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Pastor snags Obama, McCain for joint appearance

  • Story Highlights
  • The Rev. Rick Warren will play host to candidates at his church
  • Warren says he's friends with both and wants people to know them as he does
  • Warren is author of the best-selling book "The Purpose Driven Life"
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(CNN) -- Democratic Sen. Barack Obama and Republican Sen. John McCain in August will be on the same stage for the first time in the 2008 presidential campaign.

The Rev. Rick Warren says he makes no endorsements because he shepherds "both sides of the flock."

The Rev. Rick Warren says he makes no endorsements because he shepherds "both sides of the flock."

The Rev. Rick Warren has invited them to appear at a leadership and compassion forum in his Saddleback Church in Lake Forest, California, on August 16. Warren, the author of the best-selling book "The Purpose Driven Life" spoke with CNN's Wolf Blitzer by phone Tuesday from Sao Paulo, Brazil.

BLITZER: Pastor Warren, how did you do it? How did you convince both of them to show up?

PASTOR RICK WARREN, SADDLEBACK CHURCH: Well, Wolf, they've both been friends for a long time. I knew both John and Barack before either of them decided to run for office, had talked with them. Both of them have helped me in the past with our peace plan and with -- they've sent messages to Saddleback at some of our conferences.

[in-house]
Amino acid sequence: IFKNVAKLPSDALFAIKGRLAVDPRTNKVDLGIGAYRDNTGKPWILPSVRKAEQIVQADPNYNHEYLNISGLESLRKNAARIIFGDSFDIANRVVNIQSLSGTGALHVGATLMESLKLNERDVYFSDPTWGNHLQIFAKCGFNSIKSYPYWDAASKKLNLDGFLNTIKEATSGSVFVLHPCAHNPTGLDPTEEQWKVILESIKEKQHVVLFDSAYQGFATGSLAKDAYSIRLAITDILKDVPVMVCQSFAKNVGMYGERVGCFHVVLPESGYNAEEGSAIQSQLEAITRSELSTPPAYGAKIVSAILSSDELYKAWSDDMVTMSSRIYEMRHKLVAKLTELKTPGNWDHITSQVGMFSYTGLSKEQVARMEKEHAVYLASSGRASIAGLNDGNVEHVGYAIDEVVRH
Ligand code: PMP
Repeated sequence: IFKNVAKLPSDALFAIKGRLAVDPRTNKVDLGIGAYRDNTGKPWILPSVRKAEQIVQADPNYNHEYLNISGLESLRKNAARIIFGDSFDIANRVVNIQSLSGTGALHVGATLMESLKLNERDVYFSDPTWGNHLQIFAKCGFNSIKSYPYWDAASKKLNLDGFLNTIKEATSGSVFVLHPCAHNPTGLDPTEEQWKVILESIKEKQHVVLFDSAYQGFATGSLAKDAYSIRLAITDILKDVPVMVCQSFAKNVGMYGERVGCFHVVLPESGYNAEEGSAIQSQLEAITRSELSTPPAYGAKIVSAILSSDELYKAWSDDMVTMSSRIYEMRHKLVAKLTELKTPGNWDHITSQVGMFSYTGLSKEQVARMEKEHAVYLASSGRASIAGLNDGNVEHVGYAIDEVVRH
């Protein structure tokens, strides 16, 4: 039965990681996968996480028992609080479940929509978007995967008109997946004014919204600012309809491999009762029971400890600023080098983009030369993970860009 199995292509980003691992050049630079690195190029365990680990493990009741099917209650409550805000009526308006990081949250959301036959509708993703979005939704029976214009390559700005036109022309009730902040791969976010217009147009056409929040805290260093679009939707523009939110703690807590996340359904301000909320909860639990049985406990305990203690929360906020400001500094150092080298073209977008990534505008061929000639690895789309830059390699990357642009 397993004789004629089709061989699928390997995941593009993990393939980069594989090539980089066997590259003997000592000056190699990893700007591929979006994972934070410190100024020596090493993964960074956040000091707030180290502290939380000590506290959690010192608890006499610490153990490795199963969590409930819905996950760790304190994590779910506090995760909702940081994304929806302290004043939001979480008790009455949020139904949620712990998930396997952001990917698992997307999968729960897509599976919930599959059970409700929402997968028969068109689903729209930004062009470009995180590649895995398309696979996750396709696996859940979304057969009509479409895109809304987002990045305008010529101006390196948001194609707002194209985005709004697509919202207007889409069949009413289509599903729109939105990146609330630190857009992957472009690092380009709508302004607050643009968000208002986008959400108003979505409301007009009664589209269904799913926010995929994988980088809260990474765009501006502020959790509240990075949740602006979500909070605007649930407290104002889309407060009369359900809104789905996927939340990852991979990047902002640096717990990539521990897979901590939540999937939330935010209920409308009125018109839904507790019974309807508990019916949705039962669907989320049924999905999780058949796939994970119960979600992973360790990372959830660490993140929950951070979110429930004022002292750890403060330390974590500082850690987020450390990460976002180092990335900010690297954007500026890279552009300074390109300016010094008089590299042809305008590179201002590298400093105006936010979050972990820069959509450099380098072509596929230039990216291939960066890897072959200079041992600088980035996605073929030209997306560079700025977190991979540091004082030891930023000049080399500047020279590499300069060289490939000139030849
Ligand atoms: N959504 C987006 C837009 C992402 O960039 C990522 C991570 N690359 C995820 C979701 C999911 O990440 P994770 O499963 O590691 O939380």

And so I just thought let's -- you know, I might be the guy to get them together. So, I called them up and said, let's do it. And they said, well, we'll do it if you be the only questioner, if you don't have a forum, don't have a panel. And if you'll ask all the questions, then we'll do it.

BLITZER: But they're not going to be together. They're going to be separate. These are going to be Pastor Warren and Barack Obama, followed by Pastor Warren and John McCain. But there's not going to be any interchange between the two of them, is that right?

WARREN: Yes. I'm going to -- my plan is to bring them out on stage together at the beginning or at the end. But what I want to do is I want to let each of them talk without interrupting each other. And it's not a debate format.

There will be plenty of time for debates. What I want to do is get people to know the real person like I know them without a time barrier and a buzzer and a time for rebuttal. Let them just speak what they need to say.

BLITZER: The last time we spoke was right after you invited Barack Obama when he was still running for the Democratic presidential nomination. You got some criticism from a few fellow evangelicals out there. You called him in the interview with me an amazing, an amazing man, Barack Obama. Could you see yourself supporting him for president?

WARREN: Well, I don't support anybody for president publicly. I never endorse. I never campaign.

You know, as a pastor, I don't really think that's my role. I have to shepherd both sides of the flock. And I have a church full of Democrats and a church full of Republicans and a church full of independents.

So, I think they're both amazing men. I've known them for a long time. They're both very, very different.

They have both different theories of government, different theories of leadership, different approaches to life. And I -- what I do is I think, because I know them, I think I can set up an environment that people can actually say, oh, so that's what that guy's really like. And I think I can do that for both John and for Barack.

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